“I talk about it openly, talk about in on the radio show, no reason not to,” said Danny. B. “It’s a part of my past.”
His tout career began in 1994, working for Jack Price. Danny B. gambled and had worked for casinos, but admits he knew nothing about handicapping when he started working for Price. It didn’t matter.
Eventually, Danny B. teamed up with an owner of an early offshore sports book, English Sports Betting. He began writing and doing marketing work for the Las Vegas Sporting News (no affiliation to this website). He even contributed to an HBO special on the handicapping industry and became a familiar voice on 1-900 and score phones.
“I was the voice of American gamblers for five or six years,” he said. “‘Danny B. bringing you odds and scores. Let’s take a look at your action; Games underway ... ’”
Danny B. moved to Fort Meyers to join the Florida sports service in 2001. At first, he was reluctant to go as far as some of the other salesmen. But soon the money became too much to ignore. He turned his hat around and joined in the mambo.
“You have levels of salesmen: Good, great and out of this world. I was a part of the out-of-this-world class,” he said. “We made half-a-million dollars every week like clockwork. Not betting, not doing anything more than getting paid off of clients, whether it was from winners or just stories. I started making huge money. Seven figures in seven months just on sales.”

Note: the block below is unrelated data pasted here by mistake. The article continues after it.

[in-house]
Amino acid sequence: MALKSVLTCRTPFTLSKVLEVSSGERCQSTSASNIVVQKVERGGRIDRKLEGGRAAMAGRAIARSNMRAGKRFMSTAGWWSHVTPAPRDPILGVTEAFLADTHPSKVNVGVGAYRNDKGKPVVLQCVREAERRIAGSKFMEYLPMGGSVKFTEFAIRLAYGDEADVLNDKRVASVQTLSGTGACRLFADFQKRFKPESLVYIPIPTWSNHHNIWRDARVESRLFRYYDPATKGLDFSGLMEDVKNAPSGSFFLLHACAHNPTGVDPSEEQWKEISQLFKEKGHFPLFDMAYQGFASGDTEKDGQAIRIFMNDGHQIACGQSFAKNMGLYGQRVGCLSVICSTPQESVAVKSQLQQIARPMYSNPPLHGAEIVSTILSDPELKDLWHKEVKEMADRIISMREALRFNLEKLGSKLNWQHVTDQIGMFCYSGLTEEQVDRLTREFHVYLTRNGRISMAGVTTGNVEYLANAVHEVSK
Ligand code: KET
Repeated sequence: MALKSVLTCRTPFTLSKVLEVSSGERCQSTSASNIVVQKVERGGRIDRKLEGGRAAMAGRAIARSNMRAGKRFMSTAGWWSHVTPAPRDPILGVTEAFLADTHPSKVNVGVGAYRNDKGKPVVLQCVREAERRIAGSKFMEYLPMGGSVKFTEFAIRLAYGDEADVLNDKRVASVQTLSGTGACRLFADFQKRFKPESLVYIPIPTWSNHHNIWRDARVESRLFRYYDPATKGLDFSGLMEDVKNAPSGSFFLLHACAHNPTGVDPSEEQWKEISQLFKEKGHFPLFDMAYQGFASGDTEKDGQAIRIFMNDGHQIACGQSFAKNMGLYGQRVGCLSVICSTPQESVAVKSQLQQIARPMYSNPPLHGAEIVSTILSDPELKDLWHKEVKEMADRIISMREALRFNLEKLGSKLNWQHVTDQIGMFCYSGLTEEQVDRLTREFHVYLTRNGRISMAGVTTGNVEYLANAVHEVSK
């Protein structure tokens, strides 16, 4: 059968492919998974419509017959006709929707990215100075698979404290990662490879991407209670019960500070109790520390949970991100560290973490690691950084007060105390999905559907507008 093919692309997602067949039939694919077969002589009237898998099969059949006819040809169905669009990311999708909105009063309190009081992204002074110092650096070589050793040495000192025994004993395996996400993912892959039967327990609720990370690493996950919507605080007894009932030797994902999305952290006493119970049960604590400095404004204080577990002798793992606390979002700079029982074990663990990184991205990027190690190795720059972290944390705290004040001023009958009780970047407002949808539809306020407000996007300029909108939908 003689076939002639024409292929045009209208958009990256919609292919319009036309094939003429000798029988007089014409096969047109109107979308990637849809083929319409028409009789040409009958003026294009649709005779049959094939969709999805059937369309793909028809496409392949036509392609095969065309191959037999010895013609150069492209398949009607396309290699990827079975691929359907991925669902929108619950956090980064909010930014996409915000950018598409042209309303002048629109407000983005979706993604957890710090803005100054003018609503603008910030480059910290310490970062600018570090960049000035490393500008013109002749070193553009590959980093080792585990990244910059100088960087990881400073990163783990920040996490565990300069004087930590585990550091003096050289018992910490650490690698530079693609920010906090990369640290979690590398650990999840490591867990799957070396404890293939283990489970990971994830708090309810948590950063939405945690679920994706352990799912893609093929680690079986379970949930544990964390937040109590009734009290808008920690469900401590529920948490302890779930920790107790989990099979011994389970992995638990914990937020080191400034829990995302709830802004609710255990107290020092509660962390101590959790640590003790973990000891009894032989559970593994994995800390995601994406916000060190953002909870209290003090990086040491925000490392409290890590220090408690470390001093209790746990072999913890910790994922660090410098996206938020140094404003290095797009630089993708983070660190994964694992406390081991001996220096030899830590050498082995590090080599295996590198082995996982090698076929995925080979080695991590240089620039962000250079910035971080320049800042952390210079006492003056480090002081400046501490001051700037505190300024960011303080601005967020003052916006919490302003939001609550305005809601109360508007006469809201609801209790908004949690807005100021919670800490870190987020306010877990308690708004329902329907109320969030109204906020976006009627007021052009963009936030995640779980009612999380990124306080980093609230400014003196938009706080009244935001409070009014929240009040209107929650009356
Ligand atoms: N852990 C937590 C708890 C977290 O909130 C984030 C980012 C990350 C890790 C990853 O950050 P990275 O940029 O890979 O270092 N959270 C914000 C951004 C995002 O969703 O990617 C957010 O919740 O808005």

In 2003, wife pregnant, Danny B. couldn’t take it anymore. “I didn’t like what I was doing,” he said.
He left and started his own business in January 2004. Three months later, he got a knock on the door and was raided by federal and local agents as part of an investigation into the Florida service.
“They seized everyone’s money, even their wives’ money,” said Danny B., who pleaded guilty to violating the Wire Act, served six months of house arrest and re-opened business in New Jersey, where he does radio shows and supports his family selling himself and his picks.
“I sell my personality. People like me,” he said.
Danny B. says the pick-selling scams that go on these days are much tamer, but adds that the boiler room phone shops still exist.
“I know a guy out of New York that has five or six companies, with only six or seven guys all in one little office in Hoboken, N.J., the size of my basement,” Danny B. says. “That’s probably the most common scam these days: multiple companies that actually are just one company with the same guys who just pass you along, when they hit a losing streak.”